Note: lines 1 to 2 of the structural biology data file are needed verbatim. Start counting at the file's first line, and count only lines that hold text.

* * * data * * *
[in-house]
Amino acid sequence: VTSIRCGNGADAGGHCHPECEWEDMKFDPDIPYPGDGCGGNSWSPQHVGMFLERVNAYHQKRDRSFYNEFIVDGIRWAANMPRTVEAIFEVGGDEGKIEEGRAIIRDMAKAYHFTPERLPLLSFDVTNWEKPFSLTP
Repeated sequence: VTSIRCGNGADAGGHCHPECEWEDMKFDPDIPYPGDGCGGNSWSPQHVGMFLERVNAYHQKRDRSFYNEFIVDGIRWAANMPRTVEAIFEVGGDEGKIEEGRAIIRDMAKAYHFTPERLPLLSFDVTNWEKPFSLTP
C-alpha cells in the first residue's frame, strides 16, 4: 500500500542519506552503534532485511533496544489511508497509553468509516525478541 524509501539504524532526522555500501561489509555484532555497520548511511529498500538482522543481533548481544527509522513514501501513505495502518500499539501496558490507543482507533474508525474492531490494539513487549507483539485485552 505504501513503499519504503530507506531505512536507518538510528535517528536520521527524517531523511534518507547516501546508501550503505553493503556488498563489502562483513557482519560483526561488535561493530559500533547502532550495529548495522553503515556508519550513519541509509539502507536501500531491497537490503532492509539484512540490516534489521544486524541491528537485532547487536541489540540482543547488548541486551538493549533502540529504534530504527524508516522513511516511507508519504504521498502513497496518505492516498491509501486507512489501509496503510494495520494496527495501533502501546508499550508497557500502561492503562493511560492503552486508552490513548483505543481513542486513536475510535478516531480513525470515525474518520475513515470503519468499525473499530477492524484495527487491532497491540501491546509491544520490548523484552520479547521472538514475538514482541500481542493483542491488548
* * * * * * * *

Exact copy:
[in-house]
Amino acid sequence: VTSIRCGNGADAGGHCHPECEWEDMKFDPDIPYPGDGCGGNSWSPQHVGMFLERVNAYHQKRDRSFYNEFIVDGIRWAANMPRTVEAIFEVGGDEGKIEEGRAIIRDMAKAYHFTPERLPLLSFDVTNWEKPFSLTP